The other day I found myself in discussion with a group of parishioners about the Anointing of the Sick. Close to 50 years ago after the reforms of Vatican II were presented, when several of the Sacraments of our Church suddenly had a different title, people were challenged to say the least. Although it has been more than one generation since Vatican II, it might be helpful to briefly review the meaning of this healing sacrament. What we assume is obvious to us priests is not always clear to the good people in the pew.
So, receiving Communion, became celebrating the Eucharist. Going to Confession, became the Sacrament of Reconciliation. Extreme Unction, became the Anointing of the Sick. For now what about that anointing of the sick? What happened to the Last Rites?
Well, the rites didn’t go anywhere but was expanded in its scope and purpose. So, the dying should be anointed in this beautiful sacrament of healing. We as Catholics have a comforting ritual around both death and dying. In the structure of the rite, we find the presence of the Church surrounds us and the Holy Spirit comes as comforter. This ritual around those final hours is not present in most Christian religions. Certainly, Protestant funeral services though appropriate are more testimonials with some scripture and song interspersed.
As well the terminal person should be offered Reconciliation and the Eucharist if possible. In the case of the Eucharist offered to a person near death, it is referred to as Viaticum. This is food for the journey as one passes from this life to the next – that Christ may “go along the way with” (via cum) the dying person to eternity. But it isn’t only for the dying. And this is the greatest change in scope and purpose.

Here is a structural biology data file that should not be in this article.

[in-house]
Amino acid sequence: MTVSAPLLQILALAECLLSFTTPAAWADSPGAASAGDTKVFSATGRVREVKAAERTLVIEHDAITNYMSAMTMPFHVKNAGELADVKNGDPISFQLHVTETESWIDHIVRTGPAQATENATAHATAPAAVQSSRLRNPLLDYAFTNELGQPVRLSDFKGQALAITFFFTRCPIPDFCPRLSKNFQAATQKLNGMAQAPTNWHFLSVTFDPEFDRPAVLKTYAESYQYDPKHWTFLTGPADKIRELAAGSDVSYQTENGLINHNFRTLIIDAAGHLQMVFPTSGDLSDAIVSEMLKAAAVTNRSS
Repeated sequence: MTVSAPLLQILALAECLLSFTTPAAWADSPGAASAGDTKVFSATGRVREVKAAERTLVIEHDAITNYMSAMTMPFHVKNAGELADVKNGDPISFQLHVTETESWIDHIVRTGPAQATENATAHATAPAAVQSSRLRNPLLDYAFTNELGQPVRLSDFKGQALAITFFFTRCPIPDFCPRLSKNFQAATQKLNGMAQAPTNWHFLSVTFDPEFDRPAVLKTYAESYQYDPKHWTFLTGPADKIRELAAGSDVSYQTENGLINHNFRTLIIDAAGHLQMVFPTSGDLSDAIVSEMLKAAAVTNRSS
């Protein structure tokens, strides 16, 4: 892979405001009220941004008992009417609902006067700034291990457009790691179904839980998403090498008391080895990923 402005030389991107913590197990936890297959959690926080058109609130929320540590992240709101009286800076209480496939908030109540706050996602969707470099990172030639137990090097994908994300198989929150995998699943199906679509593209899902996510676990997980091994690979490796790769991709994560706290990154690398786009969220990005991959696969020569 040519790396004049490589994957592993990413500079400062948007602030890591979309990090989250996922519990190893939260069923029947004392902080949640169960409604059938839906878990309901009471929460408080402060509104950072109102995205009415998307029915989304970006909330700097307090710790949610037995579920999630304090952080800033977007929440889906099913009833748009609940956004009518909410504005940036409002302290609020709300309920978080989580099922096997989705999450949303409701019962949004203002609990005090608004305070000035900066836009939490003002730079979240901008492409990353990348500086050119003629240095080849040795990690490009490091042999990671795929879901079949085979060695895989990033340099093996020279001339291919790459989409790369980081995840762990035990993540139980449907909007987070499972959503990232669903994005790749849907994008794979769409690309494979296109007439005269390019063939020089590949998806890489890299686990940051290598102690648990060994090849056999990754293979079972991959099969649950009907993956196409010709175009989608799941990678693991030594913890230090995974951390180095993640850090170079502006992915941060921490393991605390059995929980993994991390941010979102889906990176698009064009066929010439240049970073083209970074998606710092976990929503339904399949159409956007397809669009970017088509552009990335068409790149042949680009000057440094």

While Extreme Unction was narrowed to application only in “extreme” cases – meaning near death, hence the “last rites,” that same sacrament was renamed Anointing of the Sick which offers the grace of healing to those facing serious surgery, those under treatment for cancer such as chemotherapy patients, those suffering debilitating conditions or chronic pain, those who feel the need for sacramental healing while suffering the aftermath of some traumatic experience. These are some real life examples where the prayers of the simple ritual and the anointing with blessed oil bring comfort and strength.
Some common questions that have come my way and I know other priests receive the same.
Who blesses the Oil? – The local Bishop every year at the Chrism Mass, which is held normally during Holy Week. All the priests are gathered and anyone is of course welcome.
If someone is terminal, near death, when should I call for the priest? If possible, and it normally is possible, family or friends should not wait until the last moment. For one the priest may simply not be available instantly and secondly, the dying person may be unconscious and unable to participate or respond in a meaningful way to the anointing, reconciliation or receive the Eucharist. The best time to call the priest is when the person is still relatively lucid. He/she would be able to communicate with the priest and family and friends around the bedside. How beautiful and comforting a moment that would be for everyone.
Hospice caregivers are particularly sensitive about this in my experience. I often receive a call from a Hospice giver who, at the request of the family, calls the priest for the last rites. The person is “actively dying” which is somewhat of a relative term but hopefully it is not the final breath.